How to Grow It: Tuberous begonia prefers a spot with full shade and moist but well-drained soil. It is frost-tender; in areas outside of Zone 10, dig and store them in a frost-free place for winter.
An ideal choice for brightening shady corners, Caladium bears colorful leaves splashed in shades of pink, red, and white. And because it's the leaves that are colorful, you don't have to worry about the plant going out of bloom. Caladium grows 2 feet tall and is great in the ground or in containers.
How to Grow It: Caladium grows best in full shade and moist, but well-drained soil. Zone 10; in cooler areas, dig and store them in a frost-free place for winter.
This plant is aptly named: The blooms bear a curious resemblance to skinny pineapples. The summer flowers appear in shades of white, cream, green, and pink and come tightly packed on short spikes. They're topped by a burst of festive-looking foliage. Pineapple lilies (Eucomis comosa) typically grow about 2 feet tall.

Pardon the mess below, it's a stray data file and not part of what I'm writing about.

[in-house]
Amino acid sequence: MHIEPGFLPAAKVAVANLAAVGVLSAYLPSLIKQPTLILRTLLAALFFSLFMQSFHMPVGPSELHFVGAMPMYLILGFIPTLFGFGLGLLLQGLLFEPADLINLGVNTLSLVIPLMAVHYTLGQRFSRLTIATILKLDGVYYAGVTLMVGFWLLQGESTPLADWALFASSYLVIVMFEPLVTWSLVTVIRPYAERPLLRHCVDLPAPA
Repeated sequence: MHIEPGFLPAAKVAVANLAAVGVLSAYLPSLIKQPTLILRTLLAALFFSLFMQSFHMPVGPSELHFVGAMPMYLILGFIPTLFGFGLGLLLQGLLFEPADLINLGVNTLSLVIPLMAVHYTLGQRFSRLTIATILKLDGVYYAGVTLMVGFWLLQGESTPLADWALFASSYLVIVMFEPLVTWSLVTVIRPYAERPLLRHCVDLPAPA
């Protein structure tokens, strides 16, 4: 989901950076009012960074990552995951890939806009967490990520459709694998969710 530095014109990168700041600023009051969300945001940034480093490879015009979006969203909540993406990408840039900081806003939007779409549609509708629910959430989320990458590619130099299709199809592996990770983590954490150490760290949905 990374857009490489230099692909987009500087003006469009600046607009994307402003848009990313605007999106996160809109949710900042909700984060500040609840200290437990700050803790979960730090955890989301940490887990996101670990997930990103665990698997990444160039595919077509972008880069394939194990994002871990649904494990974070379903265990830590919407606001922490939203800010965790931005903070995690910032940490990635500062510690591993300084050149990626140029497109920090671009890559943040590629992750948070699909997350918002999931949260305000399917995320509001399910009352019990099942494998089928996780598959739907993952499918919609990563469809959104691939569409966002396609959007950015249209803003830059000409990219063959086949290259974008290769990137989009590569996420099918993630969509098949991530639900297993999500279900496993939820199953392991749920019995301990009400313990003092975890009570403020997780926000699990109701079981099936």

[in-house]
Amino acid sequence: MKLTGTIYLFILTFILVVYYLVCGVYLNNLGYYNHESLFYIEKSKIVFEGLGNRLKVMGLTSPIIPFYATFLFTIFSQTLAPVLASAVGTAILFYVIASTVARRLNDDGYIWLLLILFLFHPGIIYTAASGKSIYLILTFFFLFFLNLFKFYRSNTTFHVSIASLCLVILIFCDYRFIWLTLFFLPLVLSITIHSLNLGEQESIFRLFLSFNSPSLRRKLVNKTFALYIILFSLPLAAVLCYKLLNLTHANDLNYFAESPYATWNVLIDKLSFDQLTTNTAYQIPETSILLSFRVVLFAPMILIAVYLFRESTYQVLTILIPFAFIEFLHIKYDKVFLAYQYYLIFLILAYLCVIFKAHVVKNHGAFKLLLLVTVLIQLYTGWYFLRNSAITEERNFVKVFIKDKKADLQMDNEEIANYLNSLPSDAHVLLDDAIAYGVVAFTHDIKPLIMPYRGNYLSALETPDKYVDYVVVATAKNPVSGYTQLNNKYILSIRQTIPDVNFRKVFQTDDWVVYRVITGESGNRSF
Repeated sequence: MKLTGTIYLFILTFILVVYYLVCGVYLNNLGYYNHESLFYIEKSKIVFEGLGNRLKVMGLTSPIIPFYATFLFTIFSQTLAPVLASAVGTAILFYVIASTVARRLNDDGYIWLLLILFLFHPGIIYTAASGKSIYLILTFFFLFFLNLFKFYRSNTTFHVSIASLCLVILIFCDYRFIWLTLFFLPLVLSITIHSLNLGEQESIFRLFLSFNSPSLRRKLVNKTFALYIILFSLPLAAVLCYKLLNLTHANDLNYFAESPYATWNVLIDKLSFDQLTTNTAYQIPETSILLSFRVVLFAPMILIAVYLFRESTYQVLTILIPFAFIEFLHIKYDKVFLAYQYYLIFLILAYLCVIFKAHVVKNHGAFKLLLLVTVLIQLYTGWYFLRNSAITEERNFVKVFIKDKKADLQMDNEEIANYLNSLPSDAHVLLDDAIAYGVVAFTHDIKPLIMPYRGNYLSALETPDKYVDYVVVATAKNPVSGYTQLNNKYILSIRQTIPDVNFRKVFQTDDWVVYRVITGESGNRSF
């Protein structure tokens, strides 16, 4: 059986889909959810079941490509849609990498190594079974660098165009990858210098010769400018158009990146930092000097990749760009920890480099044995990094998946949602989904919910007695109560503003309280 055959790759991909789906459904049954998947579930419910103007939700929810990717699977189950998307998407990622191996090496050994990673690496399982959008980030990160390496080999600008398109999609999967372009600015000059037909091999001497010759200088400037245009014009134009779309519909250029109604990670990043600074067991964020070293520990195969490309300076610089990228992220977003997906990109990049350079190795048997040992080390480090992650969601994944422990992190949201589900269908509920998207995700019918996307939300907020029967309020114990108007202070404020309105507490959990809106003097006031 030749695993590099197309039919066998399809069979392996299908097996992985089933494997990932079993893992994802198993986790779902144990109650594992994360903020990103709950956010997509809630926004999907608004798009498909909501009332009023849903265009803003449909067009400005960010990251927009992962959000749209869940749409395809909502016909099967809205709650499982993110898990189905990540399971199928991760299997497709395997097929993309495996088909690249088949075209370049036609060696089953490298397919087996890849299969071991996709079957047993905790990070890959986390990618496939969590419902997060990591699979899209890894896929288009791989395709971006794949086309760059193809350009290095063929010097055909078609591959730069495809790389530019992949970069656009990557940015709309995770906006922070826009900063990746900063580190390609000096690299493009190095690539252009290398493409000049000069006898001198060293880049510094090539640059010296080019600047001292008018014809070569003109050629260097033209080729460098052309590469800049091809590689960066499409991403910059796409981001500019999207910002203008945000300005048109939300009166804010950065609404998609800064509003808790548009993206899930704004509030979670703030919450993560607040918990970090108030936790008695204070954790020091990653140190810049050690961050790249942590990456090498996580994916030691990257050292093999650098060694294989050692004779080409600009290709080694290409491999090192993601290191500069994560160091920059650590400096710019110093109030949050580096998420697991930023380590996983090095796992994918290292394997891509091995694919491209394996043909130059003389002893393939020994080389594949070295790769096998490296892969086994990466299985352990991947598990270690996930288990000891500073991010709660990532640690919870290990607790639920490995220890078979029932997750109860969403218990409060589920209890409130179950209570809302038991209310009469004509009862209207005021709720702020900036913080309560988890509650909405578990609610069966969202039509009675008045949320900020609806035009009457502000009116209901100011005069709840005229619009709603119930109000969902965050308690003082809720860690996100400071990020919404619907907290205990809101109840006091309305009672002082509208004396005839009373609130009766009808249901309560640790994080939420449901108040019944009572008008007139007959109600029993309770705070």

How to Grow It: Pineapple lilies prefer a spot with full sun and moist but well-drained soil. Pineapple lilies are hardy in Zones 8-10; in colder areas, treat them like an annual or dig and store them a frost-free place over winter.
Also called shamrock, Oxalis regnellii bears clover-shape leaves (which are a stunning purple color in many varieties), and delicate pink or white summer flowers on a 10-inch-tall plant. Easy to grow, it thrives in sun or partial shade and is an excellent choice for container gardens.
How to Grow It: Oxalis grow best in full sun or part shade and moist but well-drained soil. Zones 8-10; in cooler areas, dig and store them in a frost-free place for winter.